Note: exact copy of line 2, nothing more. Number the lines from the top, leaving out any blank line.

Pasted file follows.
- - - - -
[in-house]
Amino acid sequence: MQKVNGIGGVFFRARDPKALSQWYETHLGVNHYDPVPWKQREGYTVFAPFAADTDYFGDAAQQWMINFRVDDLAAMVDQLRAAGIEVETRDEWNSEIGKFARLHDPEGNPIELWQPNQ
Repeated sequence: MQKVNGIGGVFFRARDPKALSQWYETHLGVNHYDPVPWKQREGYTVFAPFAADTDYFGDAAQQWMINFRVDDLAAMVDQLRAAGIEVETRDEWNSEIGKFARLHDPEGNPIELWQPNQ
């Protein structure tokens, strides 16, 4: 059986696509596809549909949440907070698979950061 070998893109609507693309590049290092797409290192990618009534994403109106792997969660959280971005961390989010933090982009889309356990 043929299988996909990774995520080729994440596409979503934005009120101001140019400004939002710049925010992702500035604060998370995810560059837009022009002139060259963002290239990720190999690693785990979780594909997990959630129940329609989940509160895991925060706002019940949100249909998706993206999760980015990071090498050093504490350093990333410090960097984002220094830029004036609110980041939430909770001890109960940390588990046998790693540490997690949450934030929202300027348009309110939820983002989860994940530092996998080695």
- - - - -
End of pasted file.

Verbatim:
Amino acid sequence: MQKVNGIGGVFFRARDPKALSQWYETHLGVNHYDPVPWKQREGYTVFAPFAADTDYFGDAAQQWMINFRVDDLAAMVDQLRAAGIEVETRDEWNSEIGKFARLHDPEGNPIELWQPNQ